Blackouts are very rarely a good thing. They can mean a number of things: downed power lines, blown transformers, your power company is just testing their system to ensure grid reliability, or some much more serious issues with your power system.
They do, however, come in varying degrees of bad. For South Africa, blackouts present a massive issue that the country has yet to solve. The thing is, these blackouts aren’t the result of a catastrophic grid failure, but actually managed by Eskom Holdings, a state-owned utility.
The grid can’t handle peak electricity usage, and Eskom has repeatedly asked consumers, both residential and commercial, to cut down on usage during this time. For industrial consumers, this could mean reduced production and decreased profits.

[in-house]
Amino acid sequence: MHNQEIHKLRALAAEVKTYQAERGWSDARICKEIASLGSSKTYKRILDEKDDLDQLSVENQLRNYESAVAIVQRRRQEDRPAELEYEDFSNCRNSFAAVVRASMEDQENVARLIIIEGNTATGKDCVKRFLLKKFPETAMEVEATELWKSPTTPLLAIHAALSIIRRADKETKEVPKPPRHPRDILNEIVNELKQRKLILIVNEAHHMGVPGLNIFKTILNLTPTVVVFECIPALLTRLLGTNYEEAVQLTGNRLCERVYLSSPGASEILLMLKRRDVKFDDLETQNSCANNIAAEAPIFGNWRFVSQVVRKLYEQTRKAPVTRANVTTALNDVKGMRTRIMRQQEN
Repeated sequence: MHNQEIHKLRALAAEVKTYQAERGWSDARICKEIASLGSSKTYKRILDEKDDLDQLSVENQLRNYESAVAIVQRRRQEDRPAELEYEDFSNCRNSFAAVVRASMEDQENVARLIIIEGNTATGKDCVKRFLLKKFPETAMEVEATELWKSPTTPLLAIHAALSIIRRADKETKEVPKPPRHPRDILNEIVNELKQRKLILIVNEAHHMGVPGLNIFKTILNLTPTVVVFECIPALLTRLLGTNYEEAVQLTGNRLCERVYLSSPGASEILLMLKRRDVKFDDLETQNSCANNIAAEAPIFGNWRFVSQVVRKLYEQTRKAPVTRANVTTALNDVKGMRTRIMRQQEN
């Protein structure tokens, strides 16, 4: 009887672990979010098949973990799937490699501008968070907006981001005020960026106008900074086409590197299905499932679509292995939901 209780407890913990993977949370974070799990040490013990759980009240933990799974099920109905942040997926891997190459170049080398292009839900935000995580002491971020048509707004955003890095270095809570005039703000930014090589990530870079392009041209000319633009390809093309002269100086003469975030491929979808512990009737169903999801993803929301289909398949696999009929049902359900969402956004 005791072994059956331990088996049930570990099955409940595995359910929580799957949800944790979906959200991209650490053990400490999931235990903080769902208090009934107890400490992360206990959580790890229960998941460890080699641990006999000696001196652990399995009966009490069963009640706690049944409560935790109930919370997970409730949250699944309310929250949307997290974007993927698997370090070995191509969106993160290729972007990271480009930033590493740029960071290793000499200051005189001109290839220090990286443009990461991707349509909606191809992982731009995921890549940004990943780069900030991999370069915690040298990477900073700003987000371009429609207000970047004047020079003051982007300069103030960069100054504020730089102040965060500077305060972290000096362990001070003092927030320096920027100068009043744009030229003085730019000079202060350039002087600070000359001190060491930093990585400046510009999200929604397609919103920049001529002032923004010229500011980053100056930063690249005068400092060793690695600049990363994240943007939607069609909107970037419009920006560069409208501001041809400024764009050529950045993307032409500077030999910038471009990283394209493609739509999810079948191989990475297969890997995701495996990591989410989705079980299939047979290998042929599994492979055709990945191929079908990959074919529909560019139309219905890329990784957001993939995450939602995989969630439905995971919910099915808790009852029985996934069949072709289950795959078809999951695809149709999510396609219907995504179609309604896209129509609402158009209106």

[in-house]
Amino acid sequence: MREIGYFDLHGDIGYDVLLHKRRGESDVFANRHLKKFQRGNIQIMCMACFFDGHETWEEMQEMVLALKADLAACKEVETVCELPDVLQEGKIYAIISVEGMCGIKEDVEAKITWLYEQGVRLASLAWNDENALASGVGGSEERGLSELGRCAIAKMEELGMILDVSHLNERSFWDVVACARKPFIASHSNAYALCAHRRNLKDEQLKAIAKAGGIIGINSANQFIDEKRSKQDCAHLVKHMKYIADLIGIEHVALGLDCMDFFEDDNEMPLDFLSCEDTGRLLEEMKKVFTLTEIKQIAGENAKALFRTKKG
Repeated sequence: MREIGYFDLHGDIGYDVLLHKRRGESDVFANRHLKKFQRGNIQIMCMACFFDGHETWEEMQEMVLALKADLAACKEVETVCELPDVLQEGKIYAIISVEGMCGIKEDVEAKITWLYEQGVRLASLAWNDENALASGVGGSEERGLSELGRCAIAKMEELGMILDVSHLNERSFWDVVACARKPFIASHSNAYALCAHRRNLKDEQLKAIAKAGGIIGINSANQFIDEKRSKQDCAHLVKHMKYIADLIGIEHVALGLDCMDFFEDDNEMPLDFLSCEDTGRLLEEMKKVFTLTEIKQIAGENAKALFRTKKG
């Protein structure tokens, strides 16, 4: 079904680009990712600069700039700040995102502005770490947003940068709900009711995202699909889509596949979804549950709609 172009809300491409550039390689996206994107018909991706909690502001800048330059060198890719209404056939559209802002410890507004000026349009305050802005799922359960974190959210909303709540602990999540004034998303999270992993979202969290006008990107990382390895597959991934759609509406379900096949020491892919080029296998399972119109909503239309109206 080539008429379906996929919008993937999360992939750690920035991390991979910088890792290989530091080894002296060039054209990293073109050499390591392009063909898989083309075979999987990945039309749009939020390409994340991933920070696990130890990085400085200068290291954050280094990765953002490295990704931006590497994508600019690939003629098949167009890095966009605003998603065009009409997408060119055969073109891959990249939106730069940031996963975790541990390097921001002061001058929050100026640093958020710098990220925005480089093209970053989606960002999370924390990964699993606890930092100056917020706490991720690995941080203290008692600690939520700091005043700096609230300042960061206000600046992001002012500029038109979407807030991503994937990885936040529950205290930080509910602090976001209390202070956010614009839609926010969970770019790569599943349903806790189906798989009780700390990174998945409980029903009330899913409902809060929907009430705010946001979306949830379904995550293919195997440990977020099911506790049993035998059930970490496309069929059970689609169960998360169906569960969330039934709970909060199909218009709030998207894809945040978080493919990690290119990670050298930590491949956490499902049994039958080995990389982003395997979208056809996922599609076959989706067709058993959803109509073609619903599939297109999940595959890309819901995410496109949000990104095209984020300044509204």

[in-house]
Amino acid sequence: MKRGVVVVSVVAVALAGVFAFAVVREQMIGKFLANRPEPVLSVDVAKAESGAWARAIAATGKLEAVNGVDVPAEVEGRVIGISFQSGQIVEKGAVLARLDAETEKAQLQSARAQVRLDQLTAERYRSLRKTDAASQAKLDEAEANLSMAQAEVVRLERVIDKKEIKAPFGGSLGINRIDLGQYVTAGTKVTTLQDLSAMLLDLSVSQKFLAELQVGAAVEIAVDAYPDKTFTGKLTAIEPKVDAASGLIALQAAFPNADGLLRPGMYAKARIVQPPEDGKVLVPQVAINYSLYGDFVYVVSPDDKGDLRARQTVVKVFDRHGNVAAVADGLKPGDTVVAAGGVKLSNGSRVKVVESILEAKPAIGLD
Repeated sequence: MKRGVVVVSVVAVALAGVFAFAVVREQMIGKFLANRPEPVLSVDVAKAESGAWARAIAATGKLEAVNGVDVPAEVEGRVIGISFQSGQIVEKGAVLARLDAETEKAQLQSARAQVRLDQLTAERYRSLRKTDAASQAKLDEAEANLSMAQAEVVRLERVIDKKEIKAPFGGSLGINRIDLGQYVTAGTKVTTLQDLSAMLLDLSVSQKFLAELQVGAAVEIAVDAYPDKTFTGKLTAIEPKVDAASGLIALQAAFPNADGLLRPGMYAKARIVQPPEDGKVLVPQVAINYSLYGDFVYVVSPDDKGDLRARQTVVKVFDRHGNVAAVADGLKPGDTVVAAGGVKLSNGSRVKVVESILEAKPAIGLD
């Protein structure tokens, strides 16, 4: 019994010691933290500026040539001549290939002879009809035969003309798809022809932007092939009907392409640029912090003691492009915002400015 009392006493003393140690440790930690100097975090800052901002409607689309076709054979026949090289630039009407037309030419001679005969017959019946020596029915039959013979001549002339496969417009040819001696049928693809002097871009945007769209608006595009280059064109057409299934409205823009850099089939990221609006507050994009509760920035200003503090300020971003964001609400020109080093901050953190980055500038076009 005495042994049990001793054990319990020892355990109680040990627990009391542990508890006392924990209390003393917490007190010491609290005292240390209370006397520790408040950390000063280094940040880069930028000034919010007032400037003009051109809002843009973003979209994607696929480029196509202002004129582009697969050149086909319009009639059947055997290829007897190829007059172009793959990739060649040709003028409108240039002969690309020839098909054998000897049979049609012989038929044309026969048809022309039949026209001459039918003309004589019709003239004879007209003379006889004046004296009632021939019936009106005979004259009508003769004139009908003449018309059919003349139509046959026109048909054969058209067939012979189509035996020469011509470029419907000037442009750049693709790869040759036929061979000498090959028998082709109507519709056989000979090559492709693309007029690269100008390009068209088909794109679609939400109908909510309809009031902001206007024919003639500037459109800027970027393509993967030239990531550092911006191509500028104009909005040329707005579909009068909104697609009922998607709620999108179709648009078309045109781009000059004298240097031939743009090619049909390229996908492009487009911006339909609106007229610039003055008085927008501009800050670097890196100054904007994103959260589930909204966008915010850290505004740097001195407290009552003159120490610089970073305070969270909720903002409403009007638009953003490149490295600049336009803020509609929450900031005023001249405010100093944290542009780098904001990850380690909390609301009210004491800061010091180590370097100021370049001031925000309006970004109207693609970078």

When consumers don’t comply, Eskom runs managed blackouts to keep the grid stable.
Eskom argues that these blackouts are necessary to keep the grid from completely collapsing.
In the meanwhile, though, these scheduled blackouts can ultimately derail industry production, greatly hurting South Africa’s economy.
Read the rest of Energy Digital’s story on South African blackouts.
Wondering how grid stability impacts the United States? Learn why Americans will pay more for a reliable grid, and how this reliability may depend on where you live in the US.